The research behind this story of sacrifice is extremely thorough, balanced and up to date, but most important to me, Pannozzo provides the context behind the scapegoating of grey seals.  Revealing are the many stalls, roadblocks and gag orders she encounters as prolific public relations staff attempt to manage the questions she is allowed to ask and the answers federal scientists are allowed to give in Stephen Harper’s Department of Fisheries and Oceans.  We are shown the reality and rapidity of changes brought on by Omnibus Bill C-38 to the functioning of the Department of Fisheries and Oceans.  After much time and Access to Information (ATIP) requests the Kafkaesque episode comes to an end with a revealing email trail through eighteen communications employees in the federal DFO spread over three provincial offices. 

But this book is worth reading for much more than the epilogue, the many complex issues Pannozzo uncovers as factors influencing the lack of cod recovery should be mandatory reading for all of us interested in fish, seals and other sea life.  What The Devil in the Deep Blue Sea ultimately illustrates is the urgency of the need to change our relationships with fish, seals and all other marine life.  Understanding the scapegoating of grey seals for the commercial cod fisheries collapse and its failure to recover is the necessary first step before beginning to reimagine and reestablish appropriate relationships between fish and people on Canada’s east coast.  If a new relationship is established we will have reached a point where our culture can understand the true sacrifice and loss associated with the commercial extinction of the cod fishery and the fisheries failure to be encouraged to recover.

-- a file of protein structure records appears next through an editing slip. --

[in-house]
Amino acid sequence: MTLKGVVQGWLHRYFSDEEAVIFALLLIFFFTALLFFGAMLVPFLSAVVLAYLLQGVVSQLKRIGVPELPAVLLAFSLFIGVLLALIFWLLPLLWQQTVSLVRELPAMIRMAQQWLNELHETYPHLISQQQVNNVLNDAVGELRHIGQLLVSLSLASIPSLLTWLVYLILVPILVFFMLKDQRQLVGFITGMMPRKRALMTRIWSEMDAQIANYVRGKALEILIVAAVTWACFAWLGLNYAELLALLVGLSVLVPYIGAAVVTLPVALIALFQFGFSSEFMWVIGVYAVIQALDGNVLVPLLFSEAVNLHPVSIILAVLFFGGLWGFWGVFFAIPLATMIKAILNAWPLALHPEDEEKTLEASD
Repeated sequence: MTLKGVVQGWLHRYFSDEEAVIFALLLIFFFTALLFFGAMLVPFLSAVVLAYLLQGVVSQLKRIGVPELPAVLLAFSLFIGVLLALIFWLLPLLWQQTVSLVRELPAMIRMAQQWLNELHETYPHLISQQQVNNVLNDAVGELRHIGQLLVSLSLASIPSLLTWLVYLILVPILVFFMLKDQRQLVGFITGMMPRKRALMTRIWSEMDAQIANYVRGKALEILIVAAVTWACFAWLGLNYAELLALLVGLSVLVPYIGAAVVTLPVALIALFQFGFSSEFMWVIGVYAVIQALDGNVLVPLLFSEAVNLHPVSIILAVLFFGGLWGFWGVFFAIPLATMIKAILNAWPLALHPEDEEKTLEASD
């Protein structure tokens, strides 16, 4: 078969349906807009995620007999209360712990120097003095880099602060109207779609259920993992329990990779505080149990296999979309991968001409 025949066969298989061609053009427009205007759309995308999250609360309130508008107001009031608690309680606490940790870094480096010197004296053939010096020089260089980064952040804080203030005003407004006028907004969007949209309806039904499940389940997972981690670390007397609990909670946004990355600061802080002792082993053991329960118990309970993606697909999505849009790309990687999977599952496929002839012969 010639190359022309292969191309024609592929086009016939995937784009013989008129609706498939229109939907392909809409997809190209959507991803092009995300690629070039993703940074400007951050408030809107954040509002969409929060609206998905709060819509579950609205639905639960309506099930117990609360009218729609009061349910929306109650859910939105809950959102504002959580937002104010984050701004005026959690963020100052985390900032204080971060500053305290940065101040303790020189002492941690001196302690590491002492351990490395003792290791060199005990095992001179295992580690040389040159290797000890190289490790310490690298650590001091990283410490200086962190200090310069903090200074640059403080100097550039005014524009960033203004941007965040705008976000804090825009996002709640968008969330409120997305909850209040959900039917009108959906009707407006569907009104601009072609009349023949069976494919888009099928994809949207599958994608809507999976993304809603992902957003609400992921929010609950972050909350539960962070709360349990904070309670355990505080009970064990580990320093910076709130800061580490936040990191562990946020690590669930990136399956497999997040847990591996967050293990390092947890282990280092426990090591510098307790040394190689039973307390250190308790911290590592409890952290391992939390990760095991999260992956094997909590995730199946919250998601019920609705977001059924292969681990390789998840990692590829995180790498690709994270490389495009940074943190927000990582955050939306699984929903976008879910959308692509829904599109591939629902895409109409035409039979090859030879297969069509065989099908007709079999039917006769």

Dean Bavington, author of Managed Annihilation: An Unnatural History of the Newfoundland Cod Collapse. 

Linda Pannozzo succeeds in presenting a well researched and satisfyingly balanced treatment of the controversial relationships that exist between cod, seals and humans. It is presented in a well written and clear manner, accessible to both a lay and scientific audience. In the selection of ideas presented in this frank narrative, she demonstrates an incisive understanding of the core issues at hand that is sometimes viscerally uncomfortable. Most importantly, she highlights the very important role that our values play in altering our perception of these relationships and our need to move beyond such biases. In so doing, she calls us to action, to come to terms with the much more important and difficult task at hand of renegotiating and re-envisioning our relationship with our world and our selves. I hope this book is read by many, especially our youth, to whom we pass the torch as stewards of a fragile yet hopeful future. 

–Jae S. Choi, Ph.D., Research Scientist, Fisheries & Oceans Canada

The Devil and the Deep Blue Sea documents circumstances leading to two current, related debates in fisheries management for Atlantic Canada: that grey seals are the reason cod have failed to recover since the moratorium on that fishery; and the proposal that a cull of this population of seals will benefit cod populations. Linda Pannozzo has done a great deal of work to present the social, scientific, and managerial conditions that have led to this debate. While there is a tone of opposition to the cull throughout the book, this is not  surprising as the author clearly presents her perspective in the forward.